When sick is not really sick
January 9, 2018
Defrauding medical aids with sick frauds is counter-productive – and against the law
There are many reasons why you should not defraud your medical aid. Chief among them is that it is against the law.
But perhaps another, equally important but less obvious reason is this: to defraud your medical aid is to defraud yourself. What could be more sick?
State capture and its devastating effect on our economy may, rightfully, be one of the key topics of our times. But another beast is emerging more and more from the once murky shadows: the nefarious, not to say highly counter-productive practice of defrauding medical aids.
Indeed, it is estimated that the economy loses a massive R55.2billion annually to sick leave, according to Adcorp Holdings’ employment index. While the majority of this figure may well be attributable to real sick leave, it does raise serious concerns around fraudulent claims in the medical field.
It also holds a number of major disadvantages for scheme members, key among them the fact that fraud pushes medical aid fees higher and higher. At the end of the day, pretending one is sick makes everyone a loser.
A key note about pretending you are sick
Medical aid schemes work out the benefits for each option offered and have these options priced by an actuary, every financial year. Should payment of benefits exceed these calculations, resulting in a loss for an option/scheme, this definitely impacts on the percentage increase of the membership fees for the next year. So, even if you are not guilty of any abuse, you pay.
A battle of bodies
According to Dr Elsabé Conradie, spokesperson for the Council for Medical Schemes (CMS), medical schemes have mechanisms or investigation units to deal with such criminal issues, including the authority to lay criminal charges against fraudulent parties, whether they are practitioners or members.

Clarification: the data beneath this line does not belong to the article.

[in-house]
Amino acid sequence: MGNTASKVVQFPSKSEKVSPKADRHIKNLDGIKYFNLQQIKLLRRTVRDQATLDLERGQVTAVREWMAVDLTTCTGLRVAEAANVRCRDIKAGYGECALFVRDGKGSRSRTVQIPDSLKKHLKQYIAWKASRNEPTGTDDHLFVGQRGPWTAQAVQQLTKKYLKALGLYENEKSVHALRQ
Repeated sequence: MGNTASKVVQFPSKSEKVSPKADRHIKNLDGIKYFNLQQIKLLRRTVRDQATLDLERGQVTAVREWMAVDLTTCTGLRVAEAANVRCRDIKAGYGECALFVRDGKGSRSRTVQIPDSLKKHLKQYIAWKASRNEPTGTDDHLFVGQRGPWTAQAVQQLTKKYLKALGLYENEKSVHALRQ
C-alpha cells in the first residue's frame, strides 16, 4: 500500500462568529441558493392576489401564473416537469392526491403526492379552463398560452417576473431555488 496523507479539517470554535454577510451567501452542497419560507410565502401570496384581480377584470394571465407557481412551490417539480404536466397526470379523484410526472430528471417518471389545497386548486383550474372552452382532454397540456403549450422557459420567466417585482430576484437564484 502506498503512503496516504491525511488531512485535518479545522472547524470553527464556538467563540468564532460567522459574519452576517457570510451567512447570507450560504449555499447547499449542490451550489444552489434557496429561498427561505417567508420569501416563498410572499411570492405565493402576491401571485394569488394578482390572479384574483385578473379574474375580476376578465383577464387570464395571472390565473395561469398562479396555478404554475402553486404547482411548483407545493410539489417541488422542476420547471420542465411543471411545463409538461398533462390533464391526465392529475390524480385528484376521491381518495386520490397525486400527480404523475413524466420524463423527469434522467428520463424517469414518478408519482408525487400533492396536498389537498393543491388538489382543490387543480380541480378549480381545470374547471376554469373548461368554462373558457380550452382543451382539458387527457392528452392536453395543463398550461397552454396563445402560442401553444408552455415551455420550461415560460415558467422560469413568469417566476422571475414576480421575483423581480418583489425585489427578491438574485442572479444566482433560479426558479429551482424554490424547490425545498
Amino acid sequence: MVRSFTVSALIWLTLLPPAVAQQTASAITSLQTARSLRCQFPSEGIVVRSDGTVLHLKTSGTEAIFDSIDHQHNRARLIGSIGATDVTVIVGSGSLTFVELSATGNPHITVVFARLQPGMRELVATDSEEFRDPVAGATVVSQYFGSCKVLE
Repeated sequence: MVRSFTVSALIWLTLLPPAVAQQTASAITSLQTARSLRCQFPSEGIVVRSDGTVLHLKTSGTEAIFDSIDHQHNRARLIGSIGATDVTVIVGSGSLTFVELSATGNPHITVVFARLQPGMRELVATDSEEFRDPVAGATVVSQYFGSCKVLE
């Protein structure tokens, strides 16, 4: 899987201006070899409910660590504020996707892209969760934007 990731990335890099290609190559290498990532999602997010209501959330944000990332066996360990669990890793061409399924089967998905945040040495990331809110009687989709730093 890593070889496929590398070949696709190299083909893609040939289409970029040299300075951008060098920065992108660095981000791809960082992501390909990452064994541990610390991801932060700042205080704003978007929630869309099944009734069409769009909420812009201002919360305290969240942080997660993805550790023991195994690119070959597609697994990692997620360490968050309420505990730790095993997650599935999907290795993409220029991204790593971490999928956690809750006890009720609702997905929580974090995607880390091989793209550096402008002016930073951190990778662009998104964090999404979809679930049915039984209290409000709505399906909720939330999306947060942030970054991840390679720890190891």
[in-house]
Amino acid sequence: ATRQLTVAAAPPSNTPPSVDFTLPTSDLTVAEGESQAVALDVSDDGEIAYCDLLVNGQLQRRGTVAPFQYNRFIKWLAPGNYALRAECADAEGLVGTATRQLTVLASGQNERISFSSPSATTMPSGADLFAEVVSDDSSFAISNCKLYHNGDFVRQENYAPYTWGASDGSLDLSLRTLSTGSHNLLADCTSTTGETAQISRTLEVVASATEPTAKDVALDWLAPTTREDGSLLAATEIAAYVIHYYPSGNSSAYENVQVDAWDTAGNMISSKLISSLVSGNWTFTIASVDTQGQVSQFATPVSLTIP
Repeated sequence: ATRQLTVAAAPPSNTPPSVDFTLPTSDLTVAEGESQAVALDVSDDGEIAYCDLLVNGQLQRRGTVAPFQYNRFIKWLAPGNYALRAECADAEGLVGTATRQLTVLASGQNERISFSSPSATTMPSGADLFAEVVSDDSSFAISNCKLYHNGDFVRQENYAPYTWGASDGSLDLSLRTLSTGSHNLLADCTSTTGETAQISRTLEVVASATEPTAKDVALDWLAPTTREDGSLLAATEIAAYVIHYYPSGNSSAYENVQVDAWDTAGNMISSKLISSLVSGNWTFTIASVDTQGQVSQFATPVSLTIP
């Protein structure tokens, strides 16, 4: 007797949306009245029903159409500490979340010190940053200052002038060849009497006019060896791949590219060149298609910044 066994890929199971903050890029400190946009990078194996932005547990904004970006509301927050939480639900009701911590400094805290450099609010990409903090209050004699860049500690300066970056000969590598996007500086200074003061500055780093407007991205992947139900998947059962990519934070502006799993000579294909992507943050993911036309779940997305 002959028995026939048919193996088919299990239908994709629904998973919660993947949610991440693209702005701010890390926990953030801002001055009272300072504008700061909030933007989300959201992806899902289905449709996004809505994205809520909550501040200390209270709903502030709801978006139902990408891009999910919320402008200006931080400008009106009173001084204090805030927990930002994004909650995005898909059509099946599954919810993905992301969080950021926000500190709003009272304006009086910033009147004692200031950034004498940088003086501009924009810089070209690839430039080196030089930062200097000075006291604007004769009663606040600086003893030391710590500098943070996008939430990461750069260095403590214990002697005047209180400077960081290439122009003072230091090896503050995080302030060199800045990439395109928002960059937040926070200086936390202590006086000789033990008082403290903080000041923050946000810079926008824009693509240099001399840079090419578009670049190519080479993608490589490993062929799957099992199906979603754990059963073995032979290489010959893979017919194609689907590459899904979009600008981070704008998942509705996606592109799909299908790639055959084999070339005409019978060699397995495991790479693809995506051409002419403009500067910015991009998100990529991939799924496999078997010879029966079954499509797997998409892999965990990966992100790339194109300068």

In the eye of the medical fraud storm is Health Professions Council of SA (HPCSA). The body is facing criticism from medical aid schemes who feel that the doctors involved have escaped with slaps on the wrist, which will not act as a deterrent to others contemplating the same crime. Alternative, and more suitable, strategies suggested by schemes include suspension from practice.
They are not alone. The Board of Healthcare Funders (BHF), which represents medical aid schemes, also feels the council is “losing the war” on medical aid fraud.
“We are in discussions with them to involve all the other stakeholders to come up with working strategies,” says BHF spokesperson, LameesScholtz. “This type of crime is very difficult to investigate. Even if fraudsters get charged, their fines are definitely not a deterrent”.
Stronger medicine needed
Case studies, confirming this disturbing state of affairs, bound. In June, the council found at least five Durban doctors guilty of fraud. One of the doctors faced 26 counts and was fined R70 000, with R50 000 suspended for five years, resulting in an effective fine of R20 000. The doctor had charged a medical aid for services not rendered between 2012 and 2013, causing it financial prejudice.
Another doctor made four claims from medical aids for medication which was not dispensed. The accounts or statements were incorrectly drafted, resulting in financial losses for the medical aid schemes. The council fined him R40 000, with R20 000 suspended for three years.
A third doctor, found guilty on three counts, was fined R20 000, with R10 000 suspended for three years. Two other doctors were fined a combined R100 000 for 13 counts, but R80 000 was suspended for five years.
Why two medical aids is a no-no
KeyHealth, meanwhile, points out that there are also other forms of fraud that medical aids have to deal with.
For example, anyone familiar with the way in which medical aids operate will easily realise the possible advantages that might be gained if you have managed to enrol yourself in two schemes.
For a start, in the event that the benefits offered under the first scheme should be become exhausted, then it would be of immense value to be able to simply submit any additional claims that might arise subsequently, to the second insurer.
However, as valuable as this option may appear, if you should attempt to do so – under the terms of section 28 of the Medical Schemes Act which applies to the industry in South Africa – you would be deemed guilty of fraud and at risk of criminal prosecution.
However, KeyHealth points out that members often have no deliberate intention of defrauding a scheme. An example of unintentional fraud would be where one individual overlooks their legal obligation to cancel their dependent membership of their spouse’s scheme once they belong to their own.